Earthworm Jim - DSiWare
- DSiWare / 500 points (£4.50 / €5)
There's not a great deal to be said about Earthworm Jim turning up on DSiWare. It's not a remake, it's not a reboot, but a completely faithful port of the 1993 16-bit platform classic - albeit with one rather superfluous addition.
On each of the game's 11 levels, you are challenged to pull the same expression as Earthworm Jim himself, be it open-mouthed, or with a raised eyebrow. It's amusing for all of about 0.2 of a second before you realise it's completely pointless.
The game, though, is the same enjoyable knockabout romp that it ever was, and Gameloft has thankfully made no attempt to shoehorn touch-screen controls in unnecessarily. If you feel a burning urge to spend 500 points to relive some small part of your lost youth, you won't be disappointed.
Lead and Gold: Gangs Of The Wild West
- PlayStation Network (PS3) / £11.99
- Steam / £9.99
Talent borrows, genius steals, and this Wild West team shooter certainly knows which bits of Team Fortress 2, Left 4 Dead and Battlefield to half-inch.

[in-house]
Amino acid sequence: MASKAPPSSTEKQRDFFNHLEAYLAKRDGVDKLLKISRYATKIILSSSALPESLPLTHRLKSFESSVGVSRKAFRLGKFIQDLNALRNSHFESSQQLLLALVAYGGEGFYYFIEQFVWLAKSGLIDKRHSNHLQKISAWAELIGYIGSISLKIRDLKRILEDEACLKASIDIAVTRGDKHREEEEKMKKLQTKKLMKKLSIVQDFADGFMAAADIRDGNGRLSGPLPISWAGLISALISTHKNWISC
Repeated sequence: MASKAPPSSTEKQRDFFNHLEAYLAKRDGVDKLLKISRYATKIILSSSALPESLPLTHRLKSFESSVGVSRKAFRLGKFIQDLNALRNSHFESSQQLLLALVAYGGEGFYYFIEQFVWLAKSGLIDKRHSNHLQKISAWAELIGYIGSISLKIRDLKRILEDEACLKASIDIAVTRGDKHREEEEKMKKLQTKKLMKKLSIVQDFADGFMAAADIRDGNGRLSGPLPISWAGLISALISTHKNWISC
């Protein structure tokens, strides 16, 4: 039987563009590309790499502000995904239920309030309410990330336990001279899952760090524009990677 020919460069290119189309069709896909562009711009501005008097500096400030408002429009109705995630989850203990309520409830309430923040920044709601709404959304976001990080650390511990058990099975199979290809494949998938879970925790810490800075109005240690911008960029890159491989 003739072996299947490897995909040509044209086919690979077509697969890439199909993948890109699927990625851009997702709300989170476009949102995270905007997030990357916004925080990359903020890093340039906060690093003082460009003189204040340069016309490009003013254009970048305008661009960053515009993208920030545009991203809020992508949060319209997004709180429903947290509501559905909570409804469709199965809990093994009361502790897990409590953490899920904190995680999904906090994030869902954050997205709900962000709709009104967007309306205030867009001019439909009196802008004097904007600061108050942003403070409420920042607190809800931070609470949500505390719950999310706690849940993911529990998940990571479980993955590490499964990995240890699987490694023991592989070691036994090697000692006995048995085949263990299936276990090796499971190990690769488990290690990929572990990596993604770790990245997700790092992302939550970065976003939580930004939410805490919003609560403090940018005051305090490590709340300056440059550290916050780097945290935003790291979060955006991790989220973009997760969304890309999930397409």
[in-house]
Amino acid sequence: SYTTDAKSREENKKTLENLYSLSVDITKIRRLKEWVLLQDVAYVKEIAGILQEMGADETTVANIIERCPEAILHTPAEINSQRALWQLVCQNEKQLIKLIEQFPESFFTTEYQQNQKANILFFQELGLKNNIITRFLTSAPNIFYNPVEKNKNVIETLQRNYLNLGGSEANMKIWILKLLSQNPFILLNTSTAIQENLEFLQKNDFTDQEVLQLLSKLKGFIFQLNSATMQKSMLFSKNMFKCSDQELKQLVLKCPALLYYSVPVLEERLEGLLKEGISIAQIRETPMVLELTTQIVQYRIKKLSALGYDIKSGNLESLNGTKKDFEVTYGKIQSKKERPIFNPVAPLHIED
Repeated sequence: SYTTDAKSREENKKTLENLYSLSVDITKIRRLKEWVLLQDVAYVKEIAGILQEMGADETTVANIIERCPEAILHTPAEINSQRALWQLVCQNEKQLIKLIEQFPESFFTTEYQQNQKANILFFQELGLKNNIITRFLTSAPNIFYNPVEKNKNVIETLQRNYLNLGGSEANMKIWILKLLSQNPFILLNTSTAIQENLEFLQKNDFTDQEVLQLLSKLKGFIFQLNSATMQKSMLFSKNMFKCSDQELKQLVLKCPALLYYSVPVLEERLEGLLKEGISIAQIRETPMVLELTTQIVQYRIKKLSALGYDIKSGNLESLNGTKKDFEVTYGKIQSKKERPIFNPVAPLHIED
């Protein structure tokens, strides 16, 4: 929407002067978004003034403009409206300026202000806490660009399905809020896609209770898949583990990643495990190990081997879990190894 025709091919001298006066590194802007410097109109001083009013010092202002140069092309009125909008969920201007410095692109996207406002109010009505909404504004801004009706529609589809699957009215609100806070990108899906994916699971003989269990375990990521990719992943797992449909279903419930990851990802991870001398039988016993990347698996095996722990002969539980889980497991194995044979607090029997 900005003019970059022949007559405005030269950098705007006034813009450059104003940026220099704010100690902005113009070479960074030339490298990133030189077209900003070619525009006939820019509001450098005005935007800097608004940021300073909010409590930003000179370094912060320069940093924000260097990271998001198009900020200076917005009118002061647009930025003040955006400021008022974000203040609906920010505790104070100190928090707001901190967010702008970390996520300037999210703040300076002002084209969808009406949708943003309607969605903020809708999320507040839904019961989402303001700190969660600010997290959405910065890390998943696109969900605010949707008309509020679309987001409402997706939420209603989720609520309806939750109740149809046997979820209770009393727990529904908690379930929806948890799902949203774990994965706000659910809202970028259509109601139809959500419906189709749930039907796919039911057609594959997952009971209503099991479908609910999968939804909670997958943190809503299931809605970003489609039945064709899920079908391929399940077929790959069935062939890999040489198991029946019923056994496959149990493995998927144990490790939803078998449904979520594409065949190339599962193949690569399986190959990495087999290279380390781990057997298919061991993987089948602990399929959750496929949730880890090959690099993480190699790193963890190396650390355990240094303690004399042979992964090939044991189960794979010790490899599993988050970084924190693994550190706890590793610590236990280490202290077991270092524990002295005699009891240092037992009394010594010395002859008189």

With a great selection of stylishly designed maps, a decent selection of modes, a slick visual sheen and simple class-based mechanics, FatShark's budget-priced offering looks highly tempting.
From the simple team deathmatch of Shootout through the control zone domination of Conquest to the objective-based destruction of Powder Keg, Lead and Gold would appear to have something for all tastes. Indeed, all four classes give the impression of catering for your preferred playing style; from long-range sniper to close quarters and everything in between, it appears to tick all the right boxes.
But with woolly, inaccurate combat mechanics and some of the flakiest network code seen in years (we played the game on PS3), the hands-on reality comes nowhere near its lofty potential. Games continually dump you back to the menu, there are lag issues and a worrying lack of online matches to choose from; getting the game working properly is a frustrating experience.
Providing Fatshark can quickly patch the problems, then the player base may build. But that's a big if, and while its problems remain, it's difficult to see Lead And Gold making a big impression on players schooled in big-budget multiplayer thrills.